For Bethany Cutts, faculty fellow at the Center for Geospatial Analytics and assistant professor in the Department of Parks, Recreation and Tourism Management at NC State University, environmental justice, urban ecology and spatial analysis go hand in hand. “I’m interested in the hidden geography of power and information, and the way that informs how urban environmental projects get done and who they benefit,” she says. Newly published research by Dr. Cutts and collaborators at the University of Illinois at Urbana-Champaign links interview responses and spatial analysis in the Milwaukee River watershed to produce new tools for understanding social vulnerability across time and space.
The research focused on the Milwaukee River, where legacy pollution from decades of agricultural and industrial activity prompted remediation efforts in the early 1980s and again in the early 2000s. “Watershed planning groups have proven to be effective allies of some of the most marginalized water resources,” Cutts says, and “government agencies and environmental groups have long recognized the need to be inclusive and reach diverse audiences.” Yet, these planning groups may also inadvertently overlook marginalized populations who are deeply impacted by environmental hazards and remediation efforts.
Cutts and her team, which included six master’s students, asked members of environmental non-governmental organizations (NGOs) and community NGOs, government officials, community leaders and Milwaukee residents questions about social groups they thought were vulnerable to environmental impacts. The results showed that planning groups “had a narrower perspective of who was vulnerable than representatives of the community at large,” Cutts says. She combined the insights from the interviews with established social vulnerability indices and a geographic information systems (GIS) mapping framework to identify vulnerable populations perhaps not served by current watershed planning.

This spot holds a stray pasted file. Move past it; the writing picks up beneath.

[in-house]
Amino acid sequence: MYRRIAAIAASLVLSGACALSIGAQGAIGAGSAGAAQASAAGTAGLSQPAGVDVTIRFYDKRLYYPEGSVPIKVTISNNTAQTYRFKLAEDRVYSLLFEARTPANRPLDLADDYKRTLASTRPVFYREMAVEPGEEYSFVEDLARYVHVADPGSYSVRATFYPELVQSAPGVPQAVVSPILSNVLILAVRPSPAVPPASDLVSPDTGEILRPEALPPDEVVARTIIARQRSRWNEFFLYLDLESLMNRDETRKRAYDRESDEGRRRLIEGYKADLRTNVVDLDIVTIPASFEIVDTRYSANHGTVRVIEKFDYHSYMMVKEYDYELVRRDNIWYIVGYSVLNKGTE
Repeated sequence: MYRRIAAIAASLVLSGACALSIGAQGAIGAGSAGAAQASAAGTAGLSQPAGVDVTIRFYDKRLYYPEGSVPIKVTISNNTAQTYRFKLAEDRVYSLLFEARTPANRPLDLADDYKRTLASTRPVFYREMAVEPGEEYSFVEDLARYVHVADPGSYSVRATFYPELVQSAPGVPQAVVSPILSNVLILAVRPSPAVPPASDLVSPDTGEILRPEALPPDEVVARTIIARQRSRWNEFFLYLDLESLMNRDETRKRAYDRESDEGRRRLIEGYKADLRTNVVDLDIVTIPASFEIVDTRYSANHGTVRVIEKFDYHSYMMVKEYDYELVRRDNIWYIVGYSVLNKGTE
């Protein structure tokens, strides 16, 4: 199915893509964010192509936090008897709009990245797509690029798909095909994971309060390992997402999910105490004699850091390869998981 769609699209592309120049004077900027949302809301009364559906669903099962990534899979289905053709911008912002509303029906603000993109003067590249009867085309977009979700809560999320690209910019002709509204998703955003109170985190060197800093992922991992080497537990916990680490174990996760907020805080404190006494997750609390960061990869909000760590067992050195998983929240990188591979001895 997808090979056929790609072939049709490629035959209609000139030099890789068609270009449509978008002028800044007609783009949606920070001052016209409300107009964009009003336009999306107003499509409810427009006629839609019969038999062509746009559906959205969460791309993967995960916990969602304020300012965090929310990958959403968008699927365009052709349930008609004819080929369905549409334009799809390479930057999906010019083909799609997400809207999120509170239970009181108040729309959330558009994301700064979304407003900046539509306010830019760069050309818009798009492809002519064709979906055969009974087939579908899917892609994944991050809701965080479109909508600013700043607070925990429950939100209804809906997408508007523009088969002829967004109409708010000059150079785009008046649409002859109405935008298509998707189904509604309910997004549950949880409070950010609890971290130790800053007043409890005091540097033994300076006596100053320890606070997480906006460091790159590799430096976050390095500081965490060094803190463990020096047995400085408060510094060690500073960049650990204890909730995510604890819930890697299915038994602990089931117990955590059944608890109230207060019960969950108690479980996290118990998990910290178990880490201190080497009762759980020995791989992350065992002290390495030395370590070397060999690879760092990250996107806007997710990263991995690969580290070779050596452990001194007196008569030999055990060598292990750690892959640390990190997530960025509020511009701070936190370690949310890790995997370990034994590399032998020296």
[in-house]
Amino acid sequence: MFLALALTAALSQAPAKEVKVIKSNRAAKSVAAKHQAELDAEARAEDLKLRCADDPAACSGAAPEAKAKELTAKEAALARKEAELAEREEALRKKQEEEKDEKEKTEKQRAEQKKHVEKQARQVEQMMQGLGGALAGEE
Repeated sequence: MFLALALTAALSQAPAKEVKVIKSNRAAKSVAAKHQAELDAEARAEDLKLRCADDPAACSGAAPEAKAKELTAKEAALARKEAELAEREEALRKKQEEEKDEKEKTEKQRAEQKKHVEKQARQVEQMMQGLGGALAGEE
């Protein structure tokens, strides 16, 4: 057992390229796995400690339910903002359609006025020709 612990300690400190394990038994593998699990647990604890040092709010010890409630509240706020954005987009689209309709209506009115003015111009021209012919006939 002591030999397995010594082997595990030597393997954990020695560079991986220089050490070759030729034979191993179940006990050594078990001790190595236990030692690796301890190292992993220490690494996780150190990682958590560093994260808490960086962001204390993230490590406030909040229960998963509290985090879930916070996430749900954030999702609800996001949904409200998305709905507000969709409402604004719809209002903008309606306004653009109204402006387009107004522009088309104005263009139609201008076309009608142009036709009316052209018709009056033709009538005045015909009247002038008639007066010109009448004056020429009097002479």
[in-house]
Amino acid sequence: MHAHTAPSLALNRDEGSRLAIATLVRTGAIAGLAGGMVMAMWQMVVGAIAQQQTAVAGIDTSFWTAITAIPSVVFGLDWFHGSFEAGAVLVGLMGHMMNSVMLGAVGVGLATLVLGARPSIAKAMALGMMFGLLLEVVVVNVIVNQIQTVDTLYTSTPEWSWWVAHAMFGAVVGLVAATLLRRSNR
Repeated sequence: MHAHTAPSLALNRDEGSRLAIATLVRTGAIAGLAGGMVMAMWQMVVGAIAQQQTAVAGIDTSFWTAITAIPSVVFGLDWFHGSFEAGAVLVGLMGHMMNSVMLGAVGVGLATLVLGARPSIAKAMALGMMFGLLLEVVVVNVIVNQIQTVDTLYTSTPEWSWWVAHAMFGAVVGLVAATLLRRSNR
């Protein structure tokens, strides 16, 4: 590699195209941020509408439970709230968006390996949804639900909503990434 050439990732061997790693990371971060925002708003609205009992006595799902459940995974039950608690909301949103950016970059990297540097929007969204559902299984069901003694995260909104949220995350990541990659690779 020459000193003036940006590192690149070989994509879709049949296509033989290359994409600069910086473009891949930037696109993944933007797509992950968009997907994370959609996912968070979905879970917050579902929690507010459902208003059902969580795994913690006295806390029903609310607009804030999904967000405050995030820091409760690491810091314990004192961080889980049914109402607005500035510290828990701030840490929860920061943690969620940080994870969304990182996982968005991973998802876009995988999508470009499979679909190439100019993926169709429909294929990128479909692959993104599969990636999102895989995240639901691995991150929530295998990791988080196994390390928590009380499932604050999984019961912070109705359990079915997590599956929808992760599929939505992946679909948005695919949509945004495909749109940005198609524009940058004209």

Five different definitions of social vulnerability emerged from interview responses, and all could be explored spatially. “We can learn important things from GIS, but it’s helpful to have interviews or other data to help structure the analysis,” Cutts says. In particular, the analysis focused on “spatial clusters of social vulnerability,” or “areas where census tracts with high vulnerability are statistically more likely to be located near other high vulnerability tracts.” The work also highlighted the value of examining communities and their vulnerability over time. “There’s often a long time between the vision of a [remediation] project and when there are boots on the ground and shovels in the soil,” Cutts says. Community identity, vulnerability and demographics can all change over those long timeframes. “Environmental improvements have the potential to be a double-edged sword, enhancing environmental quality while also enabling displacement that exacerbates vulnerability.” Cutts’ approach explicitly includes “mapping out vulnerability to understand relationships.”
How will this work empower watershed planning groups in the future? The techniques that Cutts and her colleagues demonstrated enable planners to ask and answer more targeted questions about the communities in their watershed, such as “How close are clusters of high vulnerability to the locations of hazards or amenities?” “Which locations are consistently associated with high vulnerability over time?” “How have measurements of vulnerability changed over time in relation to the locations of watershed investments?” “What levels of vulnerability characterize the places where actively engaged stakeholders live and work?” And “Are the needs of highly vulnerable stakeholders being addressed?” among others.
“GIS work points to a different way to think about community over time and community identity,” Cutts says. Through community engagement and mapping, her approach can help well-intentioned planning groups expand their reach and co-realize greater benefits for the entire watershed.